Student Orientation: empowering our students to be active participants and to become partners in learning
Active participation and partnership are different; active participation neither always leads to partnership nor evidences it. However, a student’s active participation in classes, in her/his course and in university life is a highly desirable undergraduate attribute and is a prerequisite for any staff-student partnership. As students may rationally choose not to participate in particular ways deemed compulsory by an institution if these do not align with their personal goals, any requirements designed to influence directly a student’s active participation thus need to be thoughtfully considered and carefully implemented. Rather than enforcing a series of requirements, the institutional responsibility is both to facilitate opportunities for students to engage and to support all new students to participate actively in their course.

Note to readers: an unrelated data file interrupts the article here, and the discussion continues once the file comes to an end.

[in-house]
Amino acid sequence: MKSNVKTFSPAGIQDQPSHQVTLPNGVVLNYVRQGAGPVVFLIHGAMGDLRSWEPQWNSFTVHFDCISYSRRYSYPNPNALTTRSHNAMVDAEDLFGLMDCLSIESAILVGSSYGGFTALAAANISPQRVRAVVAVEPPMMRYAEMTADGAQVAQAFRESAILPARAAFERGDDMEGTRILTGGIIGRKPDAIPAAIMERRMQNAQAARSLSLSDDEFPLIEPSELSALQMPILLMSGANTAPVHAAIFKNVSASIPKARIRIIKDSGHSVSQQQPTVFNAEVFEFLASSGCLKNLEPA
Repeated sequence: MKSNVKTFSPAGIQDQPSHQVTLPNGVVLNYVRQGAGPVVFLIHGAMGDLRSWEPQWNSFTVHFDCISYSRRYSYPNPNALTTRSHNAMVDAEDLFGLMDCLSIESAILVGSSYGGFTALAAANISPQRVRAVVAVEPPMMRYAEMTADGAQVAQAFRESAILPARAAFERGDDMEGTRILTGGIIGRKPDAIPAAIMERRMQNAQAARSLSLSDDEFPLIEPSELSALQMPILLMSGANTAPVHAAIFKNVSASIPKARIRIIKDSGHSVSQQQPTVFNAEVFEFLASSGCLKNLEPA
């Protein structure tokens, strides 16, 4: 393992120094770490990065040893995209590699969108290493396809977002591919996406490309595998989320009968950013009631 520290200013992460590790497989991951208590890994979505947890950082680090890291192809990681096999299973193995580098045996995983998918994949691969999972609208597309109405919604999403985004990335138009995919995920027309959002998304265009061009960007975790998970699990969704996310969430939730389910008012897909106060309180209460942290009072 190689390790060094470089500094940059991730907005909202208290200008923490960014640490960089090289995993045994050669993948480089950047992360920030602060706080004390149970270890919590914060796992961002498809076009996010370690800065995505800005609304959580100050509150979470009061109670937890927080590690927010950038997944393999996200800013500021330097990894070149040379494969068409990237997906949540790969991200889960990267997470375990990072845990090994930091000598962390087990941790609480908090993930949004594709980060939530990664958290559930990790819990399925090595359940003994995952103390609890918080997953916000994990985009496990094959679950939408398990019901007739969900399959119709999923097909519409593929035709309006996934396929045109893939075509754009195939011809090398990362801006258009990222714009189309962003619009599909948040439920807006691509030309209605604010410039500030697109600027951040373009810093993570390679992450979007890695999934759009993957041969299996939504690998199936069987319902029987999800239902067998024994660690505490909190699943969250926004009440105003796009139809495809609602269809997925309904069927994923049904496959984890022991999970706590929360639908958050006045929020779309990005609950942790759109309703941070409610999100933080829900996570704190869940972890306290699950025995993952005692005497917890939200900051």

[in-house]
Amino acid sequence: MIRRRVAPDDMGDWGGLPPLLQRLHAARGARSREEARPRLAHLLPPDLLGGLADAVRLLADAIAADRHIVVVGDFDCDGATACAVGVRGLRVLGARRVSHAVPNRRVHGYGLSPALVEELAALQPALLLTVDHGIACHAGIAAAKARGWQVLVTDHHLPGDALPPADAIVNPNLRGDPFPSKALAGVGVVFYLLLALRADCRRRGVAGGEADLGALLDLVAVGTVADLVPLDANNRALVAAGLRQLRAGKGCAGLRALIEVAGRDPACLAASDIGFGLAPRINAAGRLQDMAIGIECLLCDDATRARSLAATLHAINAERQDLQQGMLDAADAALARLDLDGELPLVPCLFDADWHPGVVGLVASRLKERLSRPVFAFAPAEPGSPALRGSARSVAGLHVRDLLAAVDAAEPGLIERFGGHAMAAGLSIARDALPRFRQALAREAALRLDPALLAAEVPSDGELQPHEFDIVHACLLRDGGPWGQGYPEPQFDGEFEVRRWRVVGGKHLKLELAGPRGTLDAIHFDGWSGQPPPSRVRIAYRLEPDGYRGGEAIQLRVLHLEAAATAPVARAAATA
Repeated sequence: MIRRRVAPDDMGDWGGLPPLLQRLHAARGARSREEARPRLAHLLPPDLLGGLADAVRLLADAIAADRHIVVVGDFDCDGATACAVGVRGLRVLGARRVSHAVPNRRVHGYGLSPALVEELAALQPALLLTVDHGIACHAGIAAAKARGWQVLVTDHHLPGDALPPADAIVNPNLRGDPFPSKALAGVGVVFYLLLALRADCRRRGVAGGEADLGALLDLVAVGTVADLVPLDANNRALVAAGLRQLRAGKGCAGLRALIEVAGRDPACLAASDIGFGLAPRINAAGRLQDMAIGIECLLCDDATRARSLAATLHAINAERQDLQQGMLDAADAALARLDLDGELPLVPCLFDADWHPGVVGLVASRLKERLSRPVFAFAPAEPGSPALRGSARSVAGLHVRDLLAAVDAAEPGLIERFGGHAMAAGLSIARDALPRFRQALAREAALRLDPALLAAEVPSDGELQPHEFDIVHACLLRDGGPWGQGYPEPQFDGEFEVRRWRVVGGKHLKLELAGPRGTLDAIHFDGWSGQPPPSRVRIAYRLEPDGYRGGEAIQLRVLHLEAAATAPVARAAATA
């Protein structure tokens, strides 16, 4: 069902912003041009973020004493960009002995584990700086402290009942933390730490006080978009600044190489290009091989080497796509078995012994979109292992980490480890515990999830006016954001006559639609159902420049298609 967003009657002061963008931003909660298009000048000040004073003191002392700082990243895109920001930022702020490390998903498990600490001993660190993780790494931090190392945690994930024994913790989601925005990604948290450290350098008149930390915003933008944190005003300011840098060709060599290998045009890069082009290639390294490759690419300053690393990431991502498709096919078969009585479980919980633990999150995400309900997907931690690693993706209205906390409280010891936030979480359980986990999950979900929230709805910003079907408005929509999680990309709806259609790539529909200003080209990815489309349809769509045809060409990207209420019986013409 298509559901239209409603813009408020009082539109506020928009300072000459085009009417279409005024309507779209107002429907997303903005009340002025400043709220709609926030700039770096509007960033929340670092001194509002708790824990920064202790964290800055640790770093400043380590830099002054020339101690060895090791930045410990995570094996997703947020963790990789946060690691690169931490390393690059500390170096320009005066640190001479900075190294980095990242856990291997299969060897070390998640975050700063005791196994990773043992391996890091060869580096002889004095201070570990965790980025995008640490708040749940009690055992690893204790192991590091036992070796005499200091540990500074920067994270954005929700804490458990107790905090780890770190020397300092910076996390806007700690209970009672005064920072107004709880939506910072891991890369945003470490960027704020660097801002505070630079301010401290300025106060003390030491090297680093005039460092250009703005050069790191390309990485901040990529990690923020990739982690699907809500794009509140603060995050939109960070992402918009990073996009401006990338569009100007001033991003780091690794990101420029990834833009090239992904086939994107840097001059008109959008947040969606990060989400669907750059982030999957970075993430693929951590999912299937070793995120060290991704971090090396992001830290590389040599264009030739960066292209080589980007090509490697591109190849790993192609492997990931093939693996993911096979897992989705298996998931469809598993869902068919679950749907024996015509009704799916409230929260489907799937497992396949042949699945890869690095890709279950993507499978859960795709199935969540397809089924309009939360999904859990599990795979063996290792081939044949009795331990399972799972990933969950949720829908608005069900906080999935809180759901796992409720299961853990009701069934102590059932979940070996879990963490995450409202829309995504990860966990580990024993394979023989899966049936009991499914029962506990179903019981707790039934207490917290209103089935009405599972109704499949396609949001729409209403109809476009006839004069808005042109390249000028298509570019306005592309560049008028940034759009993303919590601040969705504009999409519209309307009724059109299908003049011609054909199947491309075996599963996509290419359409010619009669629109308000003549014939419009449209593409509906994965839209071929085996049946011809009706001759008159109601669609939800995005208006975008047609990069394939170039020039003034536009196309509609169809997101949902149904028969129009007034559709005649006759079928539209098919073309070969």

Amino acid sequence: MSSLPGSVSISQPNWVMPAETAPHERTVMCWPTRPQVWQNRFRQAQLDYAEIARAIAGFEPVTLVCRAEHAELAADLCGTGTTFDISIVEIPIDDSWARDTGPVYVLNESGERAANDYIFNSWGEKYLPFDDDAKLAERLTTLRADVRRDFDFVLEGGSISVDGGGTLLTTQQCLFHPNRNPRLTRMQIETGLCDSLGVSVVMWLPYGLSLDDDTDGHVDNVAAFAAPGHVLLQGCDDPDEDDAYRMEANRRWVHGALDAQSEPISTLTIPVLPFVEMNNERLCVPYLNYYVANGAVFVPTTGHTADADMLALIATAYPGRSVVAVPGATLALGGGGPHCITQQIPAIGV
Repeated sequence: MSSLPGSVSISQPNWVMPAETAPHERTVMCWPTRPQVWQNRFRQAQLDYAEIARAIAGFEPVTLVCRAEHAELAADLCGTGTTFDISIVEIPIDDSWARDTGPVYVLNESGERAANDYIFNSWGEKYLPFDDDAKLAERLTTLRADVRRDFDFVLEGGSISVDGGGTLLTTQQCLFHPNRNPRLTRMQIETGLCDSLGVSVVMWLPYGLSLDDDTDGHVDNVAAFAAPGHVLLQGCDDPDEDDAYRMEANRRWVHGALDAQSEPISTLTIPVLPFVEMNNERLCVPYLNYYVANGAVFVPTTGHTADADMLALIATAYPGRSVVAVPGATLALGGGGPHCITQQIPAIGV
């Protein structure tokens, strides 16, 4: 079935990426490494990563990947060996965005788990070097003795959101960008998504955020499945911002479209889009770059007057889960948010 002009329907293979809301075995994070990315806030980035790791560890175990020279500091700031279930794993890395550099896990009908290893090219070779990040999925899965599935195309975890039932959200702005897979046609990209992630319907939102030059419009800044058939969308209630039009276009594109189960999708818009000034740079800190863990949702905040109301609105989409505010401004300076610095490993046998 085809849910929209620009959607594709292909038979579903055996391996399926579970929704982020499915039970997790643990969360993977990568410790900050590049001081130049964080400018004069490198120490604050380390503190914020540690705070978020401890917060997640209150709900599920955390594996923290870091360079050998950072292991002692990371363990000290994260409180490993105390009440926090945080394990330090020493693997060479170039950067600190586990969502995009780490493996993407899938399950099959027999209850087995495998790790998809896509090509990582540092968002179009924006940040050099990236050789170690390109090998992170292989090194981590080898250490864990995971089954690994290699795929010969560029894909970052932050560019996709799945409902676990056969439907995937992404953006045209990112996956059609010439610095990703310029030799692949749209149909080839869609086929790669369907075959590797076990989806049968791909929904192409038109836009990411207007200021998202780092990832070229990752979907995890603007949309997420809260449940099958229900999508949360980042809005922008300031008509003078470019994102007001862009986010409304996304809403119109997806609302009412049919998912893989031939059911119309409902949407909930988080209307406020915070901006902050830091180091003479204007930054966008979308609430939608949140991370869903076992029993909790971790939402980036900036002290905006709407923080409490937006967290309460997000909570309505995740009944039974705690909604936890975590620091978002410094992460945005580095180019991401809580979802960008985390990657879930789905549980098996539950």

This paper explores the different approaches taken across one large UK university in supporting new students to become active participants in their own learning. The range of approaches adopted highlighted the importance of contextual and disciplinary factors in shaping effective orientation processes. Subsequent analysis was used to produce a model of the relationship between the underpinning conditions and activities that support students to develop as active participants in their institutions. It is suggested that this model and the method used to collect data and to implement outcomes is transferable to other universities.
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